Monday, October 5, 2009

Playing with Fire

My boy is thirteen months old now. He has seen a lot in his short life, travelled, and experienced the love of his parents and family. He had a good run as a baby, and now we are rapidly moving into the land of Toddler, also known as the Land of the Lost.

I say Lost, because that is how my Toddler seems. He can't say real words yet, and really only points at what he wants. We tried to teach him some signs, but he seems to prefer the "Uhh-uhh-uhhh" that is so effective when coupled with a pointed finger or hand. At times, he seems to want everything, and nothing at once. He is exploring everything, which makes the Daddy Life very nervous.

Over the past week we have had a cold in the Daddy Life household. This means that we are home more, wearing sweats and slouching around the house. The kitchen is a minor wreck, and on top of that, the Indian Summer has turned into Fall Chill. One of my many household duties, The Daddy Life started a fire in the fireplace.

This has provided young Jeep with one of the first opportunities to test the limits of his parents and their newfound parenting skills. The fireplace is one of the first arenas in which we are beginning to struggle with the magic word: NO.

Actually, I don't say NO at all. I say BE CAREFUL, IT'S HOT. And then of course my young Toddler looks at me to make sure I am watching, and moves to touch the fireplace screen anyway, which isn't really that hot. So then I pick him up and move him away and we find something else to entertain ourselves. This has worked pretty well, but suddenly these limits are sprouting up all over the house.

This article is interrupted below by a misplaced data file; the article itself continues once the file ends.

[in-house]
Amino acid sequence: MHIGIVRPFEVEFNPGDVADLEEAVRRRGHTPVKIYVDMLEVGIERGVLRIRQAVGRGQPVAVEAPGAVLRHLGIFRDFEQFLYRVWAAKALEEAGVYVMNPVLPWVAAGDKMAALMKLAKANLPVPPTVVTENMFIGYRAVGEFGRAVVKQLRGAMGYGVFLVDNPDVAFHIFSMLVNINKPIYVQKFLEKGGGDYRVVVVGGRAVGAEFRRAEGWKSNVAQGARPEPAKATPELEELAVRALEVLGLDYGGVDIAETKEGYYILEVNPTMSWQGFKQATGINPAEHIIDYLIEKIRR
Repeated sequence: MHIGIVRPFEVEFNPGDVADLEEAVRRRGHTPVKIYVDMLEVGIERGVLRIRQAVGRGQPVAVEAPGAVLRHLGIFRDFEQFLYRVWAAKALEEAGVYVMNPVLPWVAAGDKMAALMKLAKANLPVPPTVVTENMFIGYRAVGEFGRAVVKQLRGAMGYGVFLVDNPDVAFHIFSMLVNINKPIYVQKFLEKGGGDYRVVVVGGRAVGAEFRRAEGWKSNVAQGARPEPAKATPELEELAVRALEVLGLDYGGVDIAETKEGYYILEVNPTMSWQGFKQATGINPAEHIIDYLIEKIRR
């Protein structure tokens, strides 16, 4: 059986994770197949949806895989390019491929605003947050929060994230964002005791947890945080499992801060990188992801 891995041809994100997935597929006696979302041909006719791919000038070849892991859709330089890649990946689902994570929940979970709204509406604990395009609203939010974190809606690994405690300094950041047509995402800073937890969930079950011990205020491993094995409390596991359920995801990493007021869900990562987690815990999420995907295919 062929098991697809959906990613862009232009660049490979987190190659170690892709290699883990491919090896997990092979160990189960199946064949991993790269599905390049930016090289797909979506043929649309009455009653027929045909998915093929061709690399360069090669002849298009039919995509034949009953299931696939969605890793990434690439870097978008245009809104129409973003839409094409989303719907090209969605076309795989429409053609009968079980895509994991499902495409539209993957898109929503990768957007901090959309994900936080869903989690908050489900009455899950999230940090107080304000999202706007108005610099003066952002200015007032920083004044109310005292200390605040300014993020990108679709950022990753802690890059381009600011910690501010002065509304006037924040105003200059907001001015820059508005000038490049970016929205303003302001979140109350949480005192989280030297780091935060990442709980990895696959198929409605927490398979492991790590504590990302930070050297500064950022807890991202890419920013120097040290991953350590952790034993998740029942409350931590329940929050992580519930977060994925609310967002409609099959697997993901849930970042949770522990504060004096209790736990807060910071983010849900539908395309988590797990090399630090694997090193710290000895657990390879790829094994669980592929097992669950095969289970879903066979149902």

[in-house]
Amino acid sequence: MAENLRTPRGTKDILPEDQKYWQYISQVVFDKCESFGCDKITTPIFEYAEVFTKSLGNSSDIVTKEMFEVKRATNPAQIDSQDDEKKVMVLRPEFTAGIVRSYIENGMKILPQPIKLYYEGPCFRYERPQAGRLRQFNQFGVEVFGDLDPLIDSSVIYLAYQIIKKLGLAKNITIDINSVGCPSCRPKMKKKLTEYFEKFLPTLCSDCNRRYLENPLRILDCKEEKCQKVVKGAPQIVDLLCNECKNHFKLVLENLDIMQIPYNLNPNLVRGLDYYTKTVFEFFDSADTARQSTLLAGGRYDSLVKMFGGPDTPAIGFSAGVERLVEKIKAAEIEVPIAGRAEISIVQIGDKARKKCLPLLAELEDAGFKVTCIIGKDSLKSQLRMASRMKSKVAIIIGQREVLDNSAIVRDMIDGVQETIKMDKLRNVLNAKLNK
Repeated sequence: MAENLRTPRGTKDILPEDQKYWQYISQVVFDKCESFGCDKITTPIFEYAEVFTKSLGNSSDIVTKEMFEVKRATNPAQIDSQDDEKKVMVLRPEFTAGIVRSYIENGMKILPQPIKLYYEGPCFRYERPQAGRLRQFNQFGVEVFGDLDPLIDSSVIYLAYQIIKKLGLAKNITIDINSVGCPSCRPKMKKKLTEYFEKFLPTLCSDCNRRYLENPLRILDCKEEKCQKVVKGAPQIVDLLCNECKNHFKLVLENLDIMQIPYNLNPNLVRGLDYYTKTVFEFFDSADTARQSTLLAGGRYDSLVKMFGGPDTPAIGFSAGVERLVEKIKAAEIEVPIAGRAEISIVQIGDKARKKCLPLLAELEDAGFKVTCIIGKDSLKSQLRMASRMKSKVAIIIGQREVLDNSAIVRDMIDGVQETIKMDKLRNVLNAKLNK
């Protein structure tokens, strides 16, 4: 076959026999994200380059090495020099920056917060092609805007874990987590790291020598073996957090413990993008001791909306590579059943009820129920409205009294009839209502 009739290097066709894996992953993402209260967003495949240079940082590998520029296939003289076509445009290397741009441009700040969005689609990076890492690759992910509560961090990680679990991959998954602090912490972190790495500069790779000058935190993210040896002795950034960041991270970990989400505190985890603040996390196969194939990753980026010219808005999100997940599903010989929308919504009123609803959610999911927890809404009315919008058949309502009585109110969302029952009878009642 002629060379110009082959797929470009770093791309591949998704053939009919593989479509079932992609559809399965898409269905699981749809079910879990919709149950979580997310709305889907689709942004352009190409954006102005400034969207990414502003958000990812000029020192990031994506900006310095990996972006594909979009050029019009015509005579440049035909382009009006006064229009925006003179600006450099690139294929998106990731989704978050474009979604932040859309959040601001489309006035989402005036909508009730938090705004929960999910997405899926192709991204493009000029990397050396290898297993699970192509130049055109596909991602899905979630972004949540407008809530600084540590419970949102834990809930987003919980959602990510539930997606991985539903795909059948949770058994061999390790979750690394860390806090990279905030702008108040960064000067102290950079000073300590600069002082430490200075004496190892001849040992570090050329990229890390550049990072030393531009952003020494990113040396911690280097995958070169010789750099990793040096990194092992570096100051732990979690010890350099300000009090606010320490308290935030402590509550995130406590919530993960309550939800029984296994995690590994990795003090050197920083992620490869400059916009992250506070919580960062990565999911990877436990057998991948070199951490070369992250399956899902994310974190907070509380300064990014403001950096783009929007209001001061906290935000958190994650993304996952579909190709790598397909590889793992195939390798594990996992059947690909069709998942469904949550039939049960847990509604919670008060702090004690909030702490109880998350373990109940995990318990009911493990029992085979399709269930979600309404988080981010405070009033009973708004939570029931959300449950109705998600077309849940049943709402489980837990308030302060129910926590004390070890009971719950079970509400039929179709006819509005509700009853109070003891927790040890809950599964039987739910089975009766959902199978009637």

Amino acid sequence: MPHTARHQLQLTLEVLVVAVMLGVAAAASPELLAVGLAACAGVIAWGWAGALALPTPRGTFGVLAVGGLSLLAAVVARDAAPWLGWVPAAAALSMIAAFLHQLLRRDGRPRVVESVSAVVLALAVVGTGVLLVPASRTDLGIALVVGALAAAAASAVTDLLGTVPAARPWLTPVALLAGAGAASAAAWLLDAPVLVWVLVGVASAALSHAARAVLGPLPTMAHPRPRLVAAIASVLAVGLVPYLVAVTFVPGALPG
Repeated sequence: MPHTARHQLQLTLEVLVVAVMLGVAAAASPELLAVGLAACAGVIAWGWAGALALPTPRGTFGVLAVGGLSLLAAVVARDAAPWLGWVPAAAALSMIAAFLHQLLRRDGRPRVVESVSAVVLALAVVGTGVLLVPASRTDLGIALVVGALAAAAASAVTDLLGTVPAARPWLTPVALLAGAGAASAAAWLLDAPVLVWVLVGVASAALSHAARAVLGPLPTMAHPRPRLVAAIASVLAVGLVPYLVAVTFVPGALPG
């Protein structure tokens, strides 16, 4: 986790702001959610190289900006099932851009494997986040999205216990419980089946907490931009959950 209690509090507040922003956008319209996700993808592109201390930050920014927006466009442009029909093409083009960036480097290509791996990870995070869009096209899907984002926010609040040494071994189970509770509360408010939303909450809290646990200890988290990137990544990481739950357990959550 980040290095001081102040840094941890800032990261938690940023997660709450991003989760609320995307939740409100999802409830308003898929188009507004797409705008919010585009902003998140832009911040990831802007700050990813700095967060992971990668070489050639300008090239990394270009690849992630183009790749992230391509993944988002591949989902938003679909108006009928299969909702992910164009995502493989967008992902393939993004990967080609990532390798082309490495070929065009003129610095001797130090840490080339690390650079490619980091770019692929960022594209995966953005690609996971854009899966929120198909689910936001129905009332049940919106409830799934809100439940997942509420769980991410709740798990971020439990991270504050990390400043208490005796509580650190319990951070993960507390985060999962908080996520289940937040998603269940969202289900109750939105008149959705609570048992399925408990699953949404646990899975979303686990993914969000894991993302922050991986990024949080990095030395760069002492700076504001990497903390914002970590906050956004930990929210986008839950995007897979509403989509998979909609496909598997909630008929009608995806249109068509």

NO, YOU CAN'T PUT YOUR HAND IN THE TOILET (while closing the lid)
NO, THAT IS DADDY'S CUP OF COFFEE (I give Jeep his own plastic mug for pretend coffee)

When he wants something that I don't want to give him, I usually just sweep him up in my arms, carry him out of the room, and we find something else to focus on. This almost always works.

I can see trouble brewing on the horizon.

Wednesday, September 30, 2009

School Daze

It is September, and like every September of my life, I look forward to a transformation.

This is my favorite time of year. As a child, I was ingrained with the biorhythms of the school year. New teachers, new schools, new friends all brought new challenges and triumphs. The sweet, long evenings of summer drew to a close, and new responsibilities greeted me. Growing up! Independence! New beginnings! The opportunity to remake myself, every autumn. The possibilities and the cold morning air were breathtaking.